For example, by using “sniffer” programs, hackers can collect personal information such as passwords or credit card numbers from their unwitting victims, which they can use to carry out fraud. This is known as identity theft (Cheswick, Bellovin, and Rubin, 2003). Apart from the theft of sensitive personal data, data being transmitted over the internet is prone to being compromised, by for example being modified by malicious users. Other threats include spoofing, where one computer can sidestep the authentication of a system by impersonating it, thus gaining unauthorized access to data carried in that system.
Bugs in software and hardware resulting from design vulnerabilities, as well as malicious programs such as viruses, Trojan horses, and worms also present potential security threats that internet users are faced with (Cheswick, Bellovin, and Rubin, 2003). Apart from security threats that internet users face, the internet has also been associated with increasing the rate of sexual immorality, more specifically by exposing underage users to sexually explicit or pornographic material.
According to Rovou (2007), there are some 4. 2 million pornography sites, and that every second, 28, 258 people are viewing pornography. Yet another adverse consequence that has been associated with the internet is that it has led the creation of the digital divide, which is threatening to widen the disparities between marginalized groups (such as minorities and those with lower incomes) and the privileged ones.
For example, the internet offers educational opportunities (through distance learning), employment opportunities (through sites such as monster. com), and in recent times citizens of many country have been able to participate in many important national events through the internet thanks to e-governance initiatives. The fact that many people from the low income brackets and those from minority racial and ethnic groups have not been able to effectively access the internet as their counterparts from the dominant group has brought about concerns that the disparities between the two groups are likely to widen further, with the risk of the widening inequality causing social strife (Fairlie, 2004).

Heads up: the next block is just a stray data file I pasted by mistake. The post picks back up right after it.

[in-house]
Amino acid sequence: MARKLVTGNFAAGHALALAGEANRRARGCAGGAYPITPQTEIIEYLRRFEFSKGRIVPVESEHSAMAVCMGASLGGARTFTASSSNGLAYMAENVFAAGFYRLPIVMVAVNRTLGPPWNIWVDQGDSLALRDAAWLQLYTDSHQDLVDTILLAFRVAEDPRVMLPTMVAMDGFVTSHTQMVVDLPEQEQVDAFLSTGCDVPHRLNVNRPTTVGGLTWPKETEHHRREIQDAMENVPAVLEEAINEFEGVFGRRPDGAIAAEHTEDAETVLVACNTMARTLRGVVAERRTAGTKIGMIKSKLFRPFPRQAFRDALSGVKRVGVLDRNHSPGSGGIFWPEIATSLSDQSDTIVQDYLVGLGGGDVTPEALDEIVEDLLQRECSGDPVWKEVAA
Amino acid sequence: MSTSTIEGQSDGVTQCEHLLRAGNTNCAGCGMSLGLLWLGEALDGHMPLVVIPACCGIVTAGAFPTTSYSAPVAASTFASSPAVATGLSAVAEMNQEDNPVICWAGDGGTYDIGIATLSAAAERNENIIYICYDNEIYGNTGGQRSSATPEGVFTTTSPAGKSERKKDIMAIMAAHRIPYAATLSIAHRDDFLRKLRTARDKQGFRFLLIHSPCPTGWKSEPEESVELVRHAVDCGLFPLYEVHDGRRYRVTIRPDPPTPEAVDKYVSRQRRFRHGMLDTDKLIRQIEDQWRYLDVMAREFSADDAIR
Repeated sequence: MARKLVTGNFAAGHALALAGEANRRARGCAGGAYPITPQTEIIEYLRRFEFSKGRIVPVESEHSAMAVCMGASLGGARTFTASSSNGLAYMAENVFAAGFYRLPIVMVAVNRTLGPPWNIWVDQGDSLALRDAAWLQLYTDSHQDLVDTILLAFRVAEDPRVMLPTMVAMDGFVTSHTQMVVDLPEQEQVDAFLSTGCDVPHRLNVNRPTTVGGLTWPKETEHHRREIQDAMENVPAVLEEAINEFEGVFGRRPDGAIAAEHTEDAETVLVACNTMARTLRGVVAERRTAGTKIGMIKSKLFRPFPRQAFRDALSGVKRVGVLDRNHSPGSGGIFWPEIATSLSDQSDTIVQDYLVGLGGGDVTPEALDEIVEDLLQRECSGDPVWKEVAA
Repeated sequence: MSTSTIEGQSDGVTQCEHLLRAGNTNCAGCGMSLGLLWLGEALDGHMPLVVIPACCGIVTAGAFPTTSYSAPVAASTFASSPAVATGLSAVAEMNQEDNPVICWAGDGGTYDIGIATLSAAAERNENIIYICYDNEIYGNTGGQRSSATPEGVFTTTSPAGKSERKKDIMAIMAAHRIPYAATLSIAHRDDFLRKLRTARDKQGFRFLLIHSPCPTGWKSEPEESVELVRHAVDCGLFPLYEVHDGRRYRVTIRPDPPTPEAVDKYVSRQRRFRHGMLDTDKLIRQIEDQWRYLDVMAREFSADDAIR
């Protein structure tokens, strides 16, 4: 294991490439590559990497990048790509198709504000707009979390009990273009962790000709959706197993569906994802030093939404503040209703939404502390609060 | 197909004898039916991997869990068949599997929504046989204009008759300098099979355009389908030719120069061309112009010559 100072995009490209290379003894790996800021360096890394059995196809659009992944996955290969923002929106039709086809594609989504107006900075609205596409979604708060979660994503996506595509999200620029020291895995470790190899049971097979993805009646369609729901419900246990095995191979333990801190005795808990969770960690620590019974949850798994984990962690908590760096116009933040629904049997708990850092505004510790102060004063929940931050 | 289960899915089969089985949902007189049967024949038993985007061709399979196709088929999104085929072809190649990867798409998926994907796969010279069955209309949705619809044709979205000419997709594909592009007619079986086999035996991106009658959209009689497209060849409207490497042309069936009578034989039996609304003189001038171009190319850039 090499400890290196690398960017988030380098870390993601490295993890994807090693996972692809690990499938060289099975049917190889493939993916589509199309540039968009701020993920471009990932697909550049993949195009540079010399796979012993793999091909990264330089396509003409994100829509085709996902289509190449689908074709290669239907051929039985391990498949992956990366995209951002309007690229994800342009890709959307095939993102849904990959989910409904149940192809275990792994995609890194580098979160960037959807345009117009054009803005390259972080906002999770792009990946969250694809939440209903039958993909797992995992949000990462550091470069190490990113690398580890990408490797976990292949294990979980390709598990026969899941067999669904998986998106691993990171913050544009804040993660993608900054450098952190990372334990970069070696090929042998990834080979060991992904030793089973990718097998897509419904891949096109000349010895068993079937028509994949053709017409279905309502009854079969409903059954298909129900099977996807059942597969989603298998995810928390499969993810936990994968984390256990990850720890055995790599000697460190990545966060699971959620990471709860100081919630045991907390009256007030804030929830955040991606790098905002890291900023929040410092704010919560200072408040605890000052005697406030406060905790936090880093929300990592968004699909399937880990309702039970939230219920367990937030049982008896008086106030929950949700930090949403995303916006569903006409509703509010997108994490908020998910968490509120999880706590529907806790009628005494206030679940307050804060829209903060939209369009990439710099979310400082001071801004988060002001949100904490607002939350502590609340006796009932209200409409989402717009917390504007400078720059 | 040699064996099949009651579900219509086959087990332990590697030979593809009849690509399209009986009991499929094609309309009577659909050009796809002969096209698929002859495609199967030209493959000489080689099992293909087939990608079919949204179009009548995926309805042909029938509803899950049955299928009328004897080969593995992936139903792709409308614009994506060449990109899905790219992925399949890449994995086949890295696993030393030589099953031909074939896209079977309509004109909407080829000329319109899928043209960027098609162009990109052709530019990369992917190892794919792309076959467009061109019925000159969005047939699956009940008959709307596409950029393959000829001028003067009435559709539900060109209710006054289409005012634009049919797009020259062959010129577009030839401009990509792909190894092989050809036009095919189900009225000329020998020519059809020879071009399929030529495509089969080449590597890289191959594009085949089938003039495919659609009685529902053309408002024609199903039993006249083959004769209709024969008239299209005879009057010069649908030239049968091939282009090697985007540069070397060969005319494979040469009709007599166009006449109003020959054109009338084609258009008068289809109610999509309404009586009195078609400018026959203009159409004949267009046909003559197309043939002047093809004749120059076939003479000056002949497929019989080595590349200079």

References: Buchanan, W. 2002. The complete handbook of the internet. Springer. ISBN: 1402072368, 9781402072369. Cheswick, RW, Bellovin, SM, and Rubin AD. 2003. Firewalls and Internet security: repelling the wily hacker. Addison-Wesley. ISBN:020163466X, 9780201634662 Fairlie RW, Pastor M, London R and Rosner R. 2004. Race, youth, and the digital divide: a research and policy initiative. Center for justice, tolerance and community.
Retrieved on 220 June 2009 from http://cjtc. ucsc. edu/PowerPoints/dd_wtgrant_slide_show_204. pdf. Otfinoski, S. 2007. Computers. Marshall Cavendish. ISBN: 0761425977, 9780761425977 Rahman SM, and Rasinghani, MS. 2000. Electronic commerce: opportunity and challenges. Idea Group Inc. ISBN: 1878289764, 9781878289766. Rovou, J. 2007. ‘Porn & Pancakes’ fights X-rated addictions. Retrieved on 20 June 2009 from http://www. cnn. com/2007/US/04/04/porn. addiction/